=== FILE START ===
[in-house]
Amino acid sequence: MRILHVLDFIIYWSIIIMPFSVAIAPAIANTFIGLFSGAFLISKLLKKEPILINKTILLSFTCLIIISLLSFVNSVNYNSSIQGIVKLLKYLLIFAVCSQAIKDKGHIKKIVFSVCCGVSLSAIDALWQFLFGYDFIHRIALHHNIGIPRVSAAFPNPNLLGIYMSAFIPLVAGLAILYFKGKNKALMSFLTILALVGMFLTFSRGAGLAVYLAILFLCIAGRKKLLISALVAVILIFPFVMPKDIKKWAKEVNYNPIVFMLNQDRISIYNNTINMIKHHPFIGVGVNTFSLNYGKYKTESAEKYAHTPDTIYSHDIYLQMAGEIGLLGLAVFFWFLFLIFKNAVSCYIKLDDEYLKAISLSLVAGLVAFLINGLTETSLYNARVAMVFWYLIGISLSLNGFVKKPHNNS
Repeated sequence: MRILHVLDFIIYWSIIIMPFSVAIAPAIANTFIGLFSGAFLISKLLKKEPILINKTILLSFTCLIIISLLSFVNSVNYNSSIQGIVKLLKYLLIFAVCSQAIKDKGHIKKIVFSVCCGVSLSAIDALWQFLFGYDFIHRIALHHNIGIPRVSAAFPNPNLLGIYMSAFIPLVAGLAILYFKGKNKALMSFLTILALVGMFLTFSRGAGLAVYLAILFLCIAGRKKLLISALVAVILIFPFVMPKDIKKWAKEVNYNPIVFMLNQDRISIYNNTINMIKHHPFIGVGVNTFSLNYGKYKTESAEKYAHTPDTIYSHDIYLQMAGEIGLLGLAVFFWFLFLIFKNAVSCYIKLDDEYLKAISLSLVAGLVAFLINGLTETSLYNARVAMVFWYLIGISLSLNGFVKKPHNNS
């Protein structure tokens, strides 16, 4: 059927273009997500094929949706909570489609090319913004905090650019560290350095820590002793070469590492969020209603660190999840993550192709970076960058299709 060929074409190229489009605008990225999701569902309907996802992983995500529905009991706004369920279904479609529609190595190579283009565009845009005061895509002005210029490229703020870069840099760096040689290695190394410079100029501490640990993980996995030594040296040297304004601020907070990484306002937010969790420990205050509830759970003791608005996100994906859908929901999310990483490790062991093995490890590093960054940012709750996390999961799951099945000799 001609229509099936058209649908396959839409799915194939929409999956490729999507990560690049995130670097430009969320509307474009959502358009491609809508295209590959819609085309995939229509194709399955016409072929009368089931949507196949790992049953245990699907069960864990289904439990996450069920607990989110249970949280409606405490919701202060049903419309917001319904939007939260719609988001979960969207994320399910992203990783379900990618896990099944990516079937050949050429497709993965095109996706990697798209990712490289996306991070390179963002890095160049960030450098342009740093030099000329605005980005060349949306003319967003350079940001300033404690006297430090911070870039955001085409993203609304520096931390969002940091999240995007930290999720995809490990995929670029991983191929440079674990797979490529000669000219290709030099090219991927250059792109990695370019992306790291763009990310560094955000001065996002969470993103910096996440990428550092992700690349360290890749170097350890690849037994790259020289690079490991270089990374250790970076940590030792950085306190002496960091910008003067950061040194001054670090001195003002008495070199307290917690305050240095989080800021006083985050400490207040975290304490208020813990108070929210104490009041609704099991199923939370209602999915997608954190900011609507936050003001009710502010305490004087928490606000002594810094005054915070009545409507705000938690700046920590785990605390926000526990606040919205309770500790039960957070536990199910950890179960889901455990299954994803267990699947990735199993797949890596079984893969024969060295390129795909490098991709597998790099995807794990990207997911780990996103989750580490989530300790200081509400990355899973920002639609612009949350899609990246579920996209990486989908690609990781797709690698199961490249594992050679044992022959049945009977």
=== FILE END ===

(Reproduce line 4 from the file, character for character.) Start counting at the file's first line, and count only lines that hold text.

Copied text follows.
């Protein structure tokens, strides 16, 4: 059927273009997500094929949706909570489609090319913004905090650019560290350095820590002793070469590492969020209603660190999840993550192709970076960058299709 060929074409190229489009605008990225999701569902309907996802992983995500529905009991706004369920279904479609529609190595190579283009565009845009005061895509002005210029490229703020870069840099760096040689290695190394410079100029501490640990993980996995030594040296040297304004601020907070990484306002937010969790420990205050509830759970003791608005996100994906859908929901999310990483490790062991093995490890590093960054940012709750996390999961799951099945000799 001609229509099936058209649908396959839409799915194939929409999956490729999507990560690049995130670097430009969320509307474009959502358009491609809508295209590959819609085309995939229509194709399955016409072929009368089931949507196949790992049953245990699907069960864990289904439990996450069920607990989110249970949280409606405490919701202060049903419309917001319904939007939260719609988001979960969207994320399910992203990783379900990618896990099944990516079937050949050429497709993965095109996706990697798209990712490289996306991070390179963002890095160049960030450098342009740093030099000329605005980005060349949306003319967003350079940001300033404690006297430090911070870039955001085409993203609304520096931390969002940091999240995007930290999720995809490990995929670029991983191929440079674990797979490529000669000219290709030099090219991927250059792109990695370019992306790291763009990310560094955000001065996002969470993103910096996440990428550092992700690349360290890749170097350890690849037994790259020289690079490991270089990374250790970076940590030792950085306190002496960091910008003067950061040194001054670090001195003002008495070199307290917690305050240095989080800021006083985050400490207040975290304490208020813990108070929210104490009041609704099991199923939370209602999915997608954190900011609507936050003001009710502010305490004087928490606000002594810094005054915070009545409507705000938690700046920590785990605390926000526990606040919205309770500790039960957070536990199910950890179960889901455990299954994803267990699947990735199993797949890596079984893969024969060295390129795909490098991709597998790099995807794990990207997911780990996103989750580490989530300790200081509400990355899973920002639609612009949350899609990246579920996209990486989908690609990781797709690698199961490249594992050679044992022959049945009977």